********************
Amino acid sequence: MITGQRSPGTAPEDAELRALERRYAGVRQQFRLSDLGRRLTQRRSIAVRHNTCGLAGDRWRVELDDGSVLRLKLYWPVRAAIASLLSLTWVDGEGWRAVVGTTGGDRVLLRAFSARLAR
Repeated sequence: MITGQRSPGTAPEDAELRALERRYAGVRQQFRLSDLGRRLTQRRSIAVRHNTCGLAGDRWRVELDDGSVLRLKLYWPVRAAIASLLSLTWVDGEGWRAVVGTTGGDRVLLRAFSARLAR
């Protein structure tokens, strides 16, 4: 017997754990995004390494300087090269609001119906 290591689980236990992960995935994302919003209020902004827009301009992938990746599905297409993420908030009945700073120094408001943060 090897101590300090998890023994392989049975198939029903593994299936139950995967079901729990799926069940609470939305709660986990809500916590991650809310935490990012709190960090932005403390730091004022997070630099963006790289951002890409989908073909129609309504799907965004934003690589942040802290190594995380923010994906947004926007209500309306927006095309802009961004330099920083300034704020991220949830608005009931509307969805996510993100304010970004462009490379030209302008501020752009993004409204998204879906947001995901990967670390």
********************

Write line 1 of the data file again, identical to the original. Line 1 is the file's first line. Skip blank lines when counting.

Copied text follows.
Amino acid sequence: MITGQRSPGTAPEDAELRALERRYAGVRQQFRLSDLGRRLTQRRSIAVRHNTCGLAGDRWRVELDDGSVLRLKLYWPVRAAIASLLSLTWVDGEGWRAVVGTTGGDRVLLRAFSARLAR